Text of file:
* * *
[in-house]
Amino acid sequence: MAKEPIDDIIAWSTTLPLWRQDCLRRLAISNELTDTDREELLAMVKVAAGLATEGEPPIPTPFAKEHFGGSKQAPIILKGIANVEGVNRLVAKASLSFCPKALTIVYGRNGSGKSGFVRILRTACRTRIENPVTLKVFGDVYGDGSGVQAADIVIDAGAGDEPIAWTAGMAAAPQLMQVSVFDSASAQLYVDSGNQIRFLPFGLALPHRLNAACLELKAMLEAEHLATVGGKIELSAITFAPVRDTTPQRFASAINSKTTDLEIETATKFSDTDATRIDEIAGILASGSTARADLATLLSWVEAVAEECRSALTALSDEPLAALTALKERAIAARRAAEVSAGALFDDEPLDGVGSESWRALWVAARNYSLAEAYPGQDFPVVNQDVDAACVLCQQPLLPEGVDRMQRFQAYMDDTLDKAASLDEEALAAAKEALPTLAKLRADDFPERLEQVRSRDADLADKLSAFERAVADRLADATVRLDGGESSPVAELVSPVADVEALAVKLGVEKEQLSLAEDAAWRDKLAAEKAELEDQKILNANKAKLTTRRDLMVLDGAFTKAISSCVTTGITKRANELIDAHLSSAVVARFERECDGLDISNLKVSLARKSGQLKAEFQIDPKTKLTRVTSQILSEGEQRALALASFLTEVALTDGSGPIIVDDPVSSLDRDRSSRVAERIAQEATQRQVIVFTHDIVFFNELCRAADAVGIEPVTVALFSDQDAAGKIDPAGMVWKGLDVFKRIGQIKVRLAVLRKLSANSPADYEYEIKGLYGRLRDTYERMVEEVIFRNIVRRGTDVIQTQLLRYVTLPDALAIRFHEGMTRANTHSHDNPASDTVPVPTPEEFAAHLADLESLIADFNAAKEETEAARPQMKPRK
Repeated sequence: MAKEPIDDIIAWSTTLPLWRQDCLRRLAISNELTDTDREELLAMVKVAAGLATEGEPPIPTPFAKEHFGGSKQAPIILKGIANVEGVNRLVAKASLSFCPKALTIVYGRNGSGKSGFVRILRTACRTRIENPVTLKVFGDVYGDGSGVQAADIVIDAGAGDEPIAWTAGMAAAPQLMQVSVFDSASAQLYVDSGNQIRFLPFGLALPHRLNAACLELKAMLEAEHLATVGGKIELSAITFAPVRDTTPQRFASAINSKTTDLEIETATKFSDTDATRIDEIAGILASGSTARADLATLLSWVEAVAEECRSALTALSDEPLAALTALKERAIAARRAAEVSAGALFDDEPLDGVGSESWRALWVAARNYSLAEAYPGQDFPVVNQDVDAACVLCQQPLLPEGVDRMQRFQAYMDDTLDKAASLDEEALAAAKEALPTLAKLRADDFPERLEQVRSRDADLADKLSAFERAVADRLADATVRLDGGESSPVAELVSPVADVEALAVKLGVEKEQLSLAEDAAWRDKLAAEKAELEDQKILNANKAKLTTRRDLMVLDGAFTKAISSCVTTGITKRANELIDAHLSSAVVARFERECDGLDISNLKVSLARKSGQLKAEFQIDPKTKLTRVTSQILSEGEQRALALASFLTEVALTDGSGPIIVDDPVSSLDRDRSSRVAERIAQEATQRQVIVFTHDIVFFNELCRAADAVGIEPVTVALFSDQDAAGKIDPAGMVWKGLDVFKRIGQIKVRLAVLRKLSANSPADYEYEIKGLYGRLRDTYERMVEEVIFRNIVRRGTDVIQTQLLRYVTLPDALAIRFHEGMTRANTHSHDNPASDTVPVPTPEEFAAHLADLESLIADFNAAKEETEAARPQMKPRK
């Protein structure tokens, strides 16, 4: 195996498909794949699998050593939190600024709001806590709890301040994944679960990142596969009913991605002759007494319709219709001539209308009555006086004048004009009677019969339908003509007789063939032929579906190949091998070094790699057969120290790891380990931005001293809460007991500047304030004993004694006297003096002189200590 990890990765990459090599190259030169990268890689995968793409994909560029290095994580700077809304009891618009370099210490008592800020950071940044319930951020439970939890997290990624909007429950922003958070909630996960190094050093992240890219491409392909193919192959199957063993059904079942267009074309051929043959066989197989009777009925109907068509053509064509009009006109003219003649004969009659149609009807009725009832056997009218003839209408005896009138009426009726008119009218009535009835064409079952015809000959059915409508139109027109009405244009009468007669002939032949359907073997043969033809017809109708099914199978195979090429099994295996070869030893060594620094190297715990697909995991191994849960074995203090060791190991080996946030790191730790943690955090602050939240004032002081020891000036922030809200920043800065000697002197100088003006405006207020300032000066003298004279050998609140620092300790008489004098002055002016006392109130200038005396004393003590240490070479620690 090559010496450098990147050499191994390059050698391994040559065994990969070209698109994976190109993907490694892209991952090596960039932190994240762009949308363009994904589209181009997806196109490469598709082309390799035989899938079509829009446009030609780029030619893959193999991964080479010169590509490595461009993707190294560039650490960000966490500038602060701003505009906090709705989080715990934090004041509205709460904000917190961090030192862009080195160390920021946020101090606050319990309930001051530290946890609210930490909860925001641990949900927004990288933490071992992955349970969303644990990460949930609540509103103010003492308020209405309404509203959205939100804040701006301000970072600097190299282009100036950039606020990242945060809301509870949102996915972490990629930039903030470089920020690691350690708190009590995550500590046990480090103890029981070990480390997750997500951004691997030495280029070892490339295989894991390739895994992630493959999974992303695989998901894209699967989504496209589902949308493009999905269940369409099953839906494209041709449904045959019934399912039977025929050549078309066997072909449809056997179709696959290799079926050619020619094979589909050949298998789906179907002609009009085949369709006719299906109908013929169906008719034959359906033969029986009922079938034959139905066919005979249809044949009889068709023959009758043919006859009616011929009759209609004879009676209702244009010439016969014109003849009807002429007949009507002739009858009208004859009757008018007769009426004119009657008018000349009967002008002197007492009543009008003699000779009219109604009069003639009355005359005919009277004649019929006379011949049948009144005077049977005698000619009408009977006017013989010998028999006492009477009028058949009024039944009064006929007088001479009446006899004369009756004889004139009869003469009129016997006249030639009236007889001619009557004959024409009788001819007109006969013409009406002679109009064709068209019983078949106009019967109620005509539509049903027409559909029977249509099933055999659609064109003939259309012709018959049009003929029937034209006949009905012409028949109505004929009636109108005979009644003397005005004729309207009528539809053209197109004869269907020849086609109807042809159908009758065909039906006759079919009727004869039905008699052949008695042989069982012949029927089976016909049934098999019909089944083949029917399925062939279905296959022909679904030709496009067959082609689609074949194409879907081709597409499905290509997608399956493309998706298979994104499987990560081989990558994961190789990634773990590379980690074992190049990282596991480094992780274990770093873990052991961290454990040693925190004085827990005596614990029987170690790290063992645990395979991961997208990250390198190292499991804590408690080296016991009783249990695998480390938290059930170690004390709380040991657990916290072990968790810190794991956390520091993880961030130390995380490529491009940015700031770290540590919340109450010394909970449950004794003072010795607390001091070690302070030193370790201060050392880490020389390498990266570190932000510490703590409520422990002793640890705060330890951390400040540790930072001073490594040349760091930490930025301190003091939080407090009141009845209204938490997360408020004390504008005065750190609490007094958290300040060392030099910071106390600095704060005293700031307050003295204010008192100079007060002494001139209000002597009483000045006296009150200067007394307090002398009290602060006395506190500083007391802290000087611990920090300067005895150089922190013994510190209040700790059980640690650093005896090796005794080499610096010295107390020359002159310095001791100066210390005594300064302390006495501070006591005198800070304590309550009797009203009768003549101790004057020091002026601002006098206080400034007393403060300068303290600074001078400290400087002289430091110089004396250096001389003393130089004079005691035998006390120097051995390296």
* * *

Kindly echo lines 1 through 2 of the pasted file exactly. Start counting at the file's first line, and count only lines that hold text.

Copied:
[in-house]
Amino acid sequence: MAKEPIDDIIAWSTTLPLWRQDCLRRLAISNELTDTDREELLAMVKVAAGLATEGEPPIPTPFAKEHFGGSKQAPIILKGIANVEGVNRLVAKASLSFCPKALTIVYGRNGSGKSGFVRILRTACRTRIENPVTLKVFGDVYGDGSGVQAADIVIDAGAGDEPIAWTAGMAAAPQLMQVSVFDSASAQLYVDSGNQIRFLPFGLALPHRLNAACLELKAMLEAEHLATVGGKIELSAITFAPVRDTTPQRFASAINSKTTDLEIETATKFSDTDATRIDEIAGILASGSTARADLATLLSWVEAVAEECRSALTALSDEPLAALTALKERAIAARRAAEVSAGALFDDEPLDGVGSESWRALWVAARNYSLAEAYPGQDFPVVNQDVDAACVLCQQPLLPEGVDRMQRFQAYMDDTLDKAASLDEEALAAAKEALPTLAKLRADDFPERLEQVRSRDADLADKLSAFERAVADRLADATVRLDGGESSPVAELVSPVADVEALAVKLGVEKEQLSLAEDAAWRDKLAAEKAELEDQKILNANKAKLTTRRDLMVLDGAFTKAISSCVTTGITKRANELIDAHLSSAVVARFERECDGLDISNLKVSLARKSGQLKAEFQIDPKTKLTRVTSQILSEGEQRALALASFLTEVALTDGSGPIIVDDPVSSLDRDRSSRVAERIAQEATQRQVIVFTHDIVFFNELCRAADAVGIEPVTVALFSDQDAAGKIDPAGMVWKGLDVFKRIGQIKVRLAVLRKLSANSPADYEYEIKGLYGRLRDTYERMVEEVIFRNIVRRGTDVIQTQLLRYVTLPDALAIRFHEGMTRANTHSHDNPASDTVPVPTPEEFAAHLADLESLIADFNAAKEETEAARPQMKPRK